Golden eagles will have further protection if the plans are approved. Photo: Maurice Koop

Golden eagles will have further protection if the plans are approved. Photo: Maurice Koop

Scotland’s official nature advisory body is seeking the views of walkers and climbers over plans to extend areas of protection for golden eagles.

Scotland Natural Heritage has launched a public consultation on the proposals to add six further Special Protection Areas for the birds, Britain’s second-largest bird of prey. The consultation, announced by the Scottish Government, will run for 12 weeks from tomorrow.

The areas proposed are: the Cairngorms massif, where the existing SPA for Cairngorm and Caenlochan will be substantially expanded; Foinaven; Glen Affric to Strathconon; Moidart and Ardgour; Glen Etive and Glen Fyne; and Jura, along with Scarba and the Garvellach islands.

SNH said: “The consultation is open to all those who have an interest in the areas. This includes owners and occupiers of the land, recreational users such as walkers and climbers, scientific groups such as ornithologists and people living in the local area.

“All comments received during the consultation process will be collated by SNH and reported to Scottish ministers. Ministers will then consider the comments before deciding whether to approve the new sites.”

If the plans go ahead, the six new areas will be added to six earlier ones, where the landscape is protected to help sustain golden eagle populations.

SNH said: “People’s leisure time has increased and some of this is being spent in outdoor recreational activities such as walking, camping, climbing, and mountain biking.

Buachaille Etive Mòr and most of the mountains on the south side of Glencoe will fall into one of the SPAs

Buachaille Etive Mòr and most of the mountains on the south side of Glencoe will fall into one of the SPAs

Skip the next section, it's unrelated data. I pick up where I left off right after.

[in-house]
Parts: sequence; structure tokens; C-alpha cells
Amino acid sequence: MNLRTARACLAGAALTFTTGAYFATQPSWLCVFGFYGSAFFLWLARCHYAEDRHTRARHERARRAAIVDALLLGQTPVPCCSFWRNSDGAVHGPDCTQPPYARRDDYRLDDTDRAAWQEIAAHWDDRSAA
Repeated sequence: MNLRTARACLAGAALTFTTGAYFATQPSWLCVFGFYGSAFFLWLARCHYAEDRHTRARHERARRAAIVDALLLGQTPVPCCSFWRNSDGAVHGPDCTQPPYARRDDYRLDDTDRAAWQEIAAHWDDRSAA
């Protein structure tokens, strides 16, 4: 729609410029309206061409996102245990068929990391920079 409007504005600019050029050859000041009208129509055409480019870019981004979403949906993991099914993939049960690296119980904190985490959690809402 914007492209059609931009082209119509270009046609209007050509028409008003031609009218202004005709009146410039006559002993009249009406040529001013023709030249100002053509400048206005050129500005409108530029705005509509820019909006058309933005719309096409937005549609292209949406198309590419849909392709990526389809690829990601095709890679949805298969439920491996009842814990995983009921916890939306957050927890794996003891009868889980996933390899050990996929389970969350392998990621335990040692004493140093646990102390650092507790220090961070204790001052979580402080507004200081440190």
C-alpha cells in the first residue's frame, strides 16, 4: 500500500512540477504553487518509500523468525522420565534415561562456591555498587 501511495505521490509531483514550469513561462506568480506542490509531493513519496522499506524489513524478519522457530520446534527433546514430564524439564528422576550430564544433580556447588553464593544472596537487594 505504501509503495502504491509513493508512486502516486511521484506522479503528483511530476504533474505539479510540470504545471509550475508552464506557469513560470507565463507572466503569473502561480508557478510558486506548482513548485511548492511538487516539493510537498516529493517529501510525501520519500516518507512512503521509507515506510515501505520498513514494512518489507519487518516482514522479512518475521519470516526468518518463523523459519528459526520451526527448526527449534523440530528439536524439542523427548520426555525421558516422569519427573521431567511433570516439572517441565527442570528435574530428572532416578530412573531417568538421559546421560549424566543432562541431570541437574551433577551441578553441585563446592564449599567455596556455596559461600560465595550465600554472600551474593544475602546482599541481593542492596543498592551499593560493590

“This has led to increasing numbers of people venturing into remote and previously relatively undisturbed areas. Through appropriate awareness-raising and sympathetic management inadvertent disturbance to golden eagles can be avoided.

“Eagles are vulnerable because they need large, undisturbed spaces in which to live. Over the centuries, space for golden eagles has decreased throughout Europe.

“Golden eagles are under threat from persecution, egg collecting, afforestation, disturbance, habitat loss and certain types of development.”

However, the advisory body said it was not planning to stop walkers and climbers using the new areas. “There will be no restrictions on public outdoor access, though access rights should be exercised responsibly, as per the Scottish Outdoor Access Code,” it said. “Existing legislation already gives legal protection against intentional and reckless disturbance of nesting golden eagles and against the birds being killed.

“In the longer term wildlife tour operators and the tourism industry in general may look to capitalise on the SPAs because they protect birds that visitors come to see. Opportunities to view golden eagles in a responsible way can help build people’s awareness and appreciation of their value and importance. The Scottish Outdoor Access Code provides advice on caring for our natural heritage and guidance for those organising a group, an event or running a business.”

The Scottish Government will have the ultimate say on whether the new areas are approved. SNH said: “The Scottish Government welcomes comments of both a scientific and socio-economic nature but the decision on whether or not to designate the sites will be based only on science. However socio-economic comments will be used to identify issues which may need to be tackled in the future.”

Golden eagles once ranged over most of Britain but since the 18th century they have been restricted to the more remote and upland areas of Scotland and are still vulnerable. One golden eagle also nests in the English Lake District.

SPAs are designated under the European Union’s Wild Birds Directive. There are 148 at present in Scotland.

Submissions to the consultation can be made online to SNH.

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